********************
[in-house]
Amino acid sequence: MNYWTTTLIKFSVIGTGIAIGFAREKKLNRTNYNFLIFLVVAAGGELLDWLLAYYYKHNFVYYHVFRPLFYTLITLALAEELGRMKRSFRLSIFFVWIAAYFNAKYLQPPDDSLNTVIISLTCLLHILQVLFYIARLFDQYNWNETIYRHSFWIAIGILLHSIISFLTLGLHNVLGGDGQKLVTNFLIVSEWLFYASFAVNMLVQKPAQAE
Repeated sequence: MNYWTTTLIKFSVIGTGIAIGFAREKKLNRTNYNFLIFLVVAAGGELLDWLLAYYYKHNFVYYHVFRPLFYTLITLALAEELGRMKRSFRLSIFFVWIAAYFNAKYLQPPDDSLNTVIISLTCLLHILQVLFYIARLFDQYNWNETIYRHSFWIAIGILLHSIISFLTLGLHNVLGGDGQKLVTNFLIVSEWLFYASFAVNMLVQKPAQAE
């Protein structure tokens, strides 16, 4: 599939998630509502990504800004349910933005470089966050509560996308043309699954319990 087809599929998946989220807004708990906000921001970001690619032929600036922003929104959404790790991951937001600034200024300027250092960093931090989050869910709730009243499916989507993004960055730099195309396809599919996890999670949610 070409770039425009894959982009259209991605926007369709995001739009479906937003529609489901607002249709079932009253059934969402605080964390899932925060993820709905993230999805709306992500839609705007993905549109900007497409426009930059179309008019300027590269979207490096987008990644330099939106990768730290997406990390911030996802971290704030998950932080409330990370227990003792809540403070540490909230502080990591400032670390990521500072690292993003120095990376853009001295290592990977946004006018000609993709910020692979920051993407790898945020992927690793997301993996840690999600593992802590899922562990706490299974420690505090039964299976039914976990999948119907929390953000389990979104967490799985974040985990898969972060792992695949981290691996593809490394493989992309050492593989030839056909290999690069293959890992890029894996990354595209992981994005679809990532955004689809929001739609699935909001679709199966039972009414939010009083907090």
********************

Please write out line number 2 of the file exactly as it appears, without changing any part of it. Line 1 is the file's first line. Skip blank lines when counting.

Amino acid sequence: MNYWTTTLIKFSVIGTGIAIGFAREKKLNRTNYNFLIFLVVAAGGELLDWLLAYYYKHNFVYYHVFRPLFYTLITLALAEELGRMKRSFRLSIFFVWIAAYFNAKYLQPPDDSLNTVIISLTCLLHILQVLFYIARLFDQYNWNETIYRHSFWIAIGILLHSIISFLTLGLHNVLGGDGQKLVTNFLIVSEWLFYASFAVNMLVQKPAQAE